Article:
My network was at the margin before, but I think more and more of my traffic is above the configured PVC bandwidth, and is being flagged as discard-eligable. Later today, I'll be in touch with AT&T for some testing, so I don't have hard numbers yet.
Question: Can I use the rate-limit command to ensure my router never sends more than 192Kbit/sec worth of traffic onto my ckt? My port size is 384K and PVC is 192K. This sort of restriction won't have any ill affects, but I just don't want any packets being flagged as discard-eligable in the frame-relay cloud.
Can I ommit the burst-rate numbers, and just tell the interface to never send traffic faster than 192Kbit/sec?
I'm at a customer's site today, and need to know this quickly. I can always come back though :-)
I don't recommend rate-limit but rather frame-relay traffic shaping
Quick configuration for you:
1) configure a map-class
map-class frame-relay FRTS
frame-relay cir 192000
frame-relay bc 24000
2) apply this class to the frame-relay interface
frame-relay class FRTS
3) Verify shaping is configured correctly with the show frame pvc [dlci] command:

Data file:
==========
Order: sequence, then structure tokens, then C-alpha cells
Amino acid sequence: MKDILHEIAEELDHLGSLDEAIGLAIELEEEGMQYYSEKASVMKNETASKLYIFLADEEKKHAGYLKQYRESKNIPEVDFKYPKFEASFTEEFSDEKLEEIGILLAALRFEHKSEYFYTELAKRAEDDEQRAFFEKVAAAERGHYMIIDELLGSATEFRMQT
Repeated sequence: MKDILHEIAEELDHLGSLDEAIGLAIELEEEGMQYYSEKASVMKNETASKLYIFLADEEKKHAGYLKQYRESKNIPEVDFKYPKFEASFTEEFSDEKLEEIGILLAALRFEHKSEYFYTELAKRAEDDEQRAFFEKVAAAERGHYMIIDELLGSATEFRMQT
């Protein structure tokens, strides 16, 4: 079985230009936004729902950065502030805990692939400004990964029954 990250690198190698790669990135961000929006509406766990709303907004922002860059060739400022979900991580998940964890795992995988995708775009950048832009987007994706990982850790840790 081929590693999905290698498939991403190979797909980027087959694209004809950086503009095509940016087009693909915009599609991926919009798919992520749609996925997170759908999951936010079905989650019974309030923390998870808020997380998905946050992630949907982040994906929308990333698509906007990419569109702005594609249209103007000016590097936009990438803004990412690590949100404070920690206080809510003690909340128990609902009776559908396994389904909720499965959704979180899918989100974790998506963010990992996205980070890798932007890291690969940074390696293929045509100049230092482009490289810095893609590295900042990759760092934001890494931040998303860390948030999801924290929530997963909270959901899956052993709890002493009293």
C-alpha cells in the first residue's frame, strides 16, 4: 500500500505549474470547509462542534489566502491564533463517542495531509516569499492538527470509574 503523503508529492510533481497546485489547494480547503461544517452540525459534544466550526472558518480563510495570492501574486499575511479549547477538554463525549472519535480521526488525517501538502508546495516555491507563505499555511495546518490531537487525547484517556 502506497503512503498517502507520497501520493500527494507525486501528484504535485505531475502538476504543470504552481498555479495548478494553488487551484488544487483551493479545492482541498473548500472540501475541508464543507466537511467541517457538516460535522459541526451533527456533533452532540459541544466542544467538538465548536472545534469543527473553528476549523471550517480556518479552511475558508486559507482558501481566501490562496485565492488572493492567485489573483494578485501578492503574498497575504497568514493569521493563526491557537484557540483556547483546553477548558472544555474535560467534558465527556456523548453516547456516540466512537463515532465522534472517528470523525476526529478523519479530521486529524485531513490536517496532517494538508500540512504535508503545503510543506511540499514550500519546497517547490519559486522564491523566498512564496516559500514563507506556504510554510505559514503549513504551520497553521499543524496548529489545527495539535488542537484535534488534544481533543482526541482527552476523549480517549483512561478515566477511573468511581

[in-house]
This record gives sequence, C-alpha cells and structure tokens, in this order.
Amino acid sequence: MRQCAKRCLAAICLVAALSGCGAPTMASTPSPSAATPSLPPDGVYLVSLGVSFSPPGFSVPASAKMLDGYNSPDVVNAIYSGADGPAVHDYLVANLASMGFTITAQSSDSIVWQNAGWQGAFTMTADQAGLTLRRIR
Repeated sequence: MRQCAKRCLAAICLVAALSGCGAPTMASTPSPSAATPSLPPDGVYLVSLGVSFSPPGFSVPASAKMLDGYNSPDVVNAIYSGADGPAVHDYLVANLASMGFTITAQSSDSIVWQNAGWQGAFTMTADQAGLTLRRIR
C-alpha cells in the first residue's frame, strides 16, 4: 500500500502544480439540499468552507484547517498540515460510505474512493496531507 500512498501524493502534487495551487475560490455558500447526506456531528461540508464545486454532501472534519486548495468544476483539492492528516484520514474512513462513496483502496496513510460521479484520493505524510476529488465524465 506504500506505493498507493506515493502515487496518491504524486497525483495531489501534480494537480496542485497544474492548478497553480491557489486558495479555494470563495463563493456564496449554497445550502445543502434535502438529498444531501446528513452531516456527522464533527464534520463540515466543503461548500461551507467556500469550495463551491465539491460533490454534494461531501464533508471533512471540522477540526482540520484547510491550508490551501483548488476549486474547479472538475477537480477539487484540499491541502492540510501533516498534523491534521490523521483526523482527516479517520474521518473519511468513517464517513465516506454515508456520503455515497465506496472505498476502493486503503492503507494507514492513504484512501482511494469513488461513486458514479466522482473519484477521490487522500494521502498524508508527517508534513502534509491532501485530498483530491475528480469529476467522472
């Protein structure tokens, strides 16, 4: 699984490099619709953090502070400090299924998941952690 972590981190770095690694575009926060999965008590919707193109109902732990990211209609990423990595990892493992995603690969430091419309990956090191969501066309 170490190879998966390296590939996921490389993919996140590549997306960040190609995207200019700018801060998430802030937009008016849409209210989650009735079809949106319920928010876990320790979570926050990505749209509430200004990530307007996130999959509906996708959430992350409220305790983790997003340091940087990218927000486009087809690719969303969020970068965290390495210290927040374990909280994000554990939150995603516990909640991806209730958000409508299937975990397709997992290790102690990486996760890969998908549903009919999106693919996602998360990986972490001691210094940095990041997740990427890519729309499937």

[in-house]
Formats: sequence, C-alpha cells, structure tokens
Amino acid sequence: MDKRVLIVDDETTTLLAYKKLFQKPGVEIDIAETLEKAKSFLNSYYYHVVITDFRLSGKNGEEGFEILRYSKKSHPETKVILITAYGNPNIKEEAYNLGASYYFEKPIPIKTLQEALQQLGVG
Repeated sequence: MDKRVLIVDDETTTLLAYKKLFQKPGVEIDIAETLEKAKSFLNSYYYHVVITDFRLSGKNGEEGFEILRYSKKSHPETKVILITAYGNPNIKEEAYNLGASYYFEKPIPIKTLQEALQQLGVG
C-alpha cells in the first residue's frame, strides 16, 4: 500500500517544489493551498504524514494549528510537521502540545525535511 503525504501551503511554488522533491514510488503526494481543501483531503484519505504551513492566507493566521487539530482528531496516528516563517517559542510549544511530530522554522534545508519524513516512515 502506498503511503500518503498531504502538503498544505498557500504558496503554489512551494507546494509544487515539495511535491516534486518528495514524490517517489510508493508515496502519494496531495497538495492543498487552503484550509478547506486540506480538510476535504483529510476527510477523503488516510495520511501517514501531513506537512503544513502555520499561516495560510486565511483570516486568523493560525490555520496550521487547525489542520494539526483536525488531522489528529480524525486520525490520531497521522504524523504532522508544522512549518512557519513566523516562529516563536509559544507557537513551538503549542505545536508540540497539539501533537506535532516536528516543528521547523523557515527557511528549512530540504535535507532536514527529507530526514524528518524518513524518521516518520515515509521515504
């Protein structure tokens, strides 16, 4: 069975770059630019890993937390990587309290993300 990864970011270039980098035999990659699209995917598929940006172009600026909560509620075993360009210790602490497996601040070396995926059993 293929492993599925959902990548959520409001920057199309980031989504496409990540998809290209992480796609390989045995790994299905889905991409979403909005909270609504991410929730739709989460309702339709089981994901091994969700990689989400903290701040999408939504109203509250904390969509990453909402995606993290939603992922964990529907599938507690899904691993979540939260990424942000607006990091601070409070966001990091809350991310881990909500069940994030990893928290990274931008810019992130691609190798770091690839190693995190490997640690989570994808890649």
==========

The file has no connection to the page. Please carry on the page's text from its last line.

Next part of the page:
sh frame pvc 103
PVC Statistics for interface Serial0/0 (Frame Relay DTE)
DLCI = 103, DLCI USAGE = UNUSED, PVC STATUS = ACTIVE, INTERFACE = Serial0/0
input pkts 0 output pkts 0 in bytes 0
out bytes 0 dropped pkts 0 in pkts dropped 0
out pkts dropped 0 out bytes dropped 0
in FECN pkts 0 in BECN pkts 0 out FECN pkts 0
out BECN pkts 0 in DE pkts 0 out DE pkts 0
out bcast pkts 0 out bcast bytes 0
5 minute input rate 0 bits/sec, 0 packets/sec
5 minute output rate 0 bits/sec, 0 packets/sec
pvc create time 00:02:12, last time pvc status changed 00:02:02
cir 192000 bc 24000 be 0 byte limit 3000 interval 125
mincir 96000 byte increment 3000 Adaptive Shaping none
I agee with Edison, much prefer shaping.
If your frame-relay PVCs are defined via subinterfaces, you can also use generic traffic shaping. See http://www.cisco.com/en/US/products/sw/iosswrel/ps1835/products_configuration_guide_chapter09186a00800bd8ef.html
GTS can also adjust its speed when it sees FECNs/BECNs. (Believe that's also possible with Edison's approach too.)